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Health Fraud

Health fraud falls into two broad classes - telling people lies that may kill them or someone else, and stealing from people by selling bogus medicines. The sites listed here provide useful information in the battle against quackery and for people just wanting to find out more about how real medicine works. (A list of sites offering suspect or fraudulent medical advice, products and services can be found at The Millenium Project.)

Books relating to this category can be found here.

There are sites listed in this category. Please click here for a condensed listing without descriptions of the entries.

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Sleep Health Information

Steelclaws on Snake Oil

"A skeptical look at alternative medicine and related issues"

Stuff and Nonsense

Taubman Medical Library Homeopathy Collection

Terra Sigillata

Therapeutic Goods Administration (Australia)

The Australian community expects that medicines and medical devices in the marketplace are safe and of high quality, to a standard at least equal to that of comparable countries. The objective of the Therapeutic Goods Act 1989, which came into effect on 15 February 1991, is to provide a national framework for the regulation of therapeutic goods in Australia and ensure their quality, safety and efficacy.

Therapeutic Goods Administration (Australia) - Complaints Resolution Panel

Therapeutic Goods Advertising Code Council (Australia)

In Australia all advertisements and generic information provided about Therapeutic Goods directed to the public must comply with provisions of the Therapeutic Goods Act 1989 and Therapeutic Goods Regulations 1990 and the Therapeutic Goods Advertising Code (TGAC).

The Toadstool Millionaires: A Social History of Patent Medicines in America before Federal Regulation (James Harvey Young PhD)

This book, originally published in 1961, chronicles the rise of the patent medicine trade from its beginnings in colonial America until passage of the first federal food and drug law. Dr. Young (1915-2006) was a social historian whose special interest was the development of food and drug regulation in America. He served for many years as a professor of history at Emory University and also wasas a member of the FDA National Advisory Food and Drug Council. The book is reproduced with the kind permission from him and the publisher, Princeton University Press.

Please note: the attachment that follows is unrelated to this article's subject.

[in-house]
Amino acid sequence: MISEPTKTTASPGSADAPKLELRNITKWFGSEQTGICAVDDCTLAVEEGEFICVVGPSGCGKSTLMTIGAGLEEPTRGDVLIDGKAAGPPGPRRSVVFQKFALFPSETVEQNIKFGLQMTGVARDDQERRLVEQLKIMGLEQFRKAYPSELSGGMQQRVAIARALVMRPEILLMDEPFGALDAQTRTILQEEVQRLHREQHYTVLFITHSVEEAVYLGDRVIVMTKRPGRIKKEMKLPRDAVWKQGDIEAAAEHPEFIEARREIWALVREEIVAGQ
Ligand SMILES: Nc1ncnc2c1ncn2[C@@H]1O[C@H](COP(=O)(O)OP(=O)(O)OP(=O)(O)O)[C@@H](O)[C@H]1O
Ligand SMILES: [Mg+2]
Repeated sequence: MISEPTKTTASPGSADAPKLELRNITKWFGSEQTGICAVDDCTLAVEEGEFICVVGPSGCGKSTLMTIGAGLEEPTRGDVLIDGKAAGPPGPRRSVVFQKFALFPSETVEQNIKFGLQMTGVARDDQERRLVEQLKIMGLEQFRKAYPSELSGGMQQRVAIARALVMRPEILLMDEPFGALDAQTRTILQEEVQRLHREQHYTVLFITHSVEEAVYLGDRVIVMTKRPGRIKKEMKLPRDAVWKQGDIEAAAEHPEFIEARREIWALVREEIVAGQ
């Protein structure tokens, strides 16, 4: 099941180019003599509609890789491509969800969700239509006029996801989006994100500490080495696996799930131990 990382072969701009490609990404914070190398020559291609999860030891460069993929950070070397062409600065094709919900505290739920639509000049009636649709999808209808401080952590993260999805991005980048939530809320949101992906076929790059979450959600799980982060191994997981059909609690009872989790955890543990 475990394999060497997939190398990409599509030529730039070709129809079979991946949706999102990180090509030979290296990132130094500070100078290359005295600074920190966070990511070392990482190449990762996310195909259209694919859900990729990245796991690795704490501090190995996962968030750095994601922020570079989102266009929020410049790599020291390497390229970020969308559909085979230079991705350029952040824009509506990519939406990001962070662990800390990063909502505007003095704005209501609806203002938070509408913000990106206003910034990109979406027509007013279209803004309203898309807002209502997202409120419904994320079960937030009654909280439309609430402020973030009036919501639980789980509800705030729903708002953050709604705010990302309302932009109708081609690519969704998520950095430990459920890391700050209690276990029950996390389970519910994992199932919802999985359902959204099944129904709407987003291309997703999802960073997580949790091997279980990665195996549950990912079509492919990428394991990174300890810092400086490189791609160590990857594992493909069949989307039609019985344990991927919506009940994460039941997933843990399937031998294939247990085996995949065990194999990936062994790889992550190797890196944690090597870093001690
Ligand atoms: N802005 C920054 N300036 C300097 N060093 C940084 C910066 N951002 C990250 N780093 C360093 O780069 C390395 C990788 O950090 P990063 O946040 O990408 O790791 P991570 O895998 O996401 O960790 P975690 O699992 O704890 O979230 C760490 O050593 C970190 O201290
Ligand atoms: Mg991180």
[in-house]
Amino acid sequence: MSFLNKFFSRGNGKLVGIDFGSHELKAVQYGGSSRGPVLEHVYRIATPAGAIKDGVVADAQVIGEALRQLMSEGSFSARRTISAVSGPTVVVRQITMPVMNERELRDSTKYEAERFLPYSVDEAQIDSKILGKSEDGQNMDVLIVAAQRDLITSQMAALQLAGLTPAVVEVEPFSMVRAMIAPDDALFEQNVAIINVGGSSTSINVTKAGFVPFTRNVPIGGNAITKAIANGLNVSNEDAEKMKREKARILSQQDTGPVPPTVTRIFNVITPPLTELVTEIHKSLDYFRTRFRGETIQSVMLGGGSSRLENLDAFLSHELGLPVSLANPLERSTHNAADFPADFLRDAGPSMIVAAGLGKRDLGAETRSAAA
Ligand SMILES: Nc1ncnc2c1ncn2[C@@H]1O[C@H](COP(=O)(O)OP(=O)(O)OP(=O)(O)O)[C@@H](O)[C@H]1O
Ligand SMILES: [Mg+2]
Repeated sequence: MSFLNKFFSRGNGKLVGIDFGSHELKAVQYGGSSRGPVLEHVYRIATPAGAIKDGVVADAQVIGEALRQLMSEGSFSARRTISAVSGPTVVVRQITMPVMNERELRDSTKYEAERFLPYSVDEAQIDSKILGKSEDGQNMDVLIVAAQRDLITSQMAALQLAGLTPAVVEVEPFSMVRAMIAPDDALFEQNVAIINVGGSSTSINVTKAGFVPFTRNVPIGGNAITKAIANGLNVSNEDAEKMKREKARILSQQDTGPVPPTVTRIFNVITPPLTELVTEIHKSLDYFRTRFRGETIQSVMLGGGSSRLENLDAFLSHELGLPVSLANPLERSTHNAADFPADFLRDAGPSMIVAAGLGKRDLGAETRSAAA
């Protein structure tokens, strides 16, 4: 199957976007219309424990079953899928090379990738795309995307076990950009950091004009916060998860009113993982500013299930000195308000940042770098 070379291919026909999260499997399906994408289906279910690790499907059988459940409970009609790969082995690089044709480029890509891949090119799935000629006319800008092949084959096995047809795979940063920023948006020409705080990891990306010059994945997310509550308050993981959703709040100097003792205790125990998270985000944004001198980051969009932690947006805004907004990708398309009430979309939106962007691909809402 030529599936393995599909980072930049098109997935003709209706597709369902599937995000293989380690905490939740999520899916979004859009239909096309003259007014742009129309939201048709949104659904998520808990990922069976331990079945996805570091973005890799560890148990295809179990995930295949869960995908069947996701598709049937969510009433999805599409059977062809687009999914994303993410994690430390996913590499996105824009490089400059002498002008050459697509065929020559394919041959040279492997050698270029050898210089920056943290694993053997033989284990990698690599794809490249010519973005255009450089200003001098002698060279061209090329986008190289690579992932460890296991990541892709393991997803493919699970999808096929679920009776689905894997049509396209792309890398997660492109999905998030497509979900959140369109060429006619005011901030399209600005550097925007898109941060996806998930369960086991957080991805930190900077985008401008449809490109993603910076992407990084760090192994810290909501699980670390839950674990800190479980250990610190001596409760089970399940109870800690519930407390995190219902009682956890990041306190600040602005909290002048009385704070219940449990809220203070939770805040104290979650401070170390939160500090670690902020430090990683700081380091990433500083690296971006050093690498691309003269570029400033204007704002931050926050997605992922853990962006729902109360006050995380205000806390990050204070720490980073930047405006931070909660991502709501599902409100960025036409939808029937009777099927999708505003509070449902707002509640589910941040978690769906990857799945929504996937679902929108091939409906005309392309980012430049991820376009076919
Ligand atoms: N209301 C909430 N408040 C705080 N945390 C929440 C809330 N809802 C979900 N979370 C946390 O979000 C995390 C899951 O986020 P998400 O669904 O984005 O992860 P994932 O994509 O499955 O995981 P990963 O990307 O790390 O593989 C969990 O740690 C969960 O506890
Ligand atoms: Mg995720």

The Truth, Myths and Lies About the Health and Diet of the "Long-Lived" People of Hunza, Pakistan, Hunza Bread and Pie Recipes

"This web site will prove that eating red meat and natural animal fats while restricting carbohydrates is not only healthy but will prevent and cure many diseases".

The Ultimate Cancer Medicare Guide: What You Need To Know (Texas)

What you need to know about Medicare and cancer if you live in Texas.

Unorthodox Techniques for the Diagnosis and Treatment of Allergy, Asthma and Immune Disorders (ASCIA)

"While our ability to accurately diagnose and treat allergic disease has benefited from scientific understanding of what happens during an allergic reaction, a number of tests and treatments have been promoted in the absence of any scientific rationale. Some non-conventional approaches to disease also claim that various disorders unrelated to allergy have an immune basis. These tests and treatments have been shown to be unreliable when subjected to careful study. ASCIA advises against use of these tests for diagnosis or to guide medical treatment"

Unskilled and Unaware of It: How Difficulties in Recognizing One's Own Incompetence Lead to Inflated Self-Assessments (Justin Kruger and David Dunning)

"People tend to hold overly favorable views of their abilities in many social and intellectual domains. The authors suggest that this overestimation occurs, in part, because people who are unskilled in these domains suffer a dual burden: Not only do these people reach erroneous conclusions and make unfortunate choices, but their incompetence robs them of the metacognitive ability to realize it. Across 4 studies, the authors found that participants scoring in the bottom quartile on tests of humor, grammar, and logic grossly overestimated their test performance and ability. Although their test scores put them in the 12th percentile, they estimated themselves to be in the 62nd. Several analyses linked this miscalibration to deficits in metacognitive skill, or the capacity to distinguish accuracy from error. Paradoxically, improving the skills of participants, and thus increasing their metacognitive competence, helped them recognize the limitations of their abilities"

The View From The Hills (Rosalie Hilleman)

What's The Harm? (Tim Farley)


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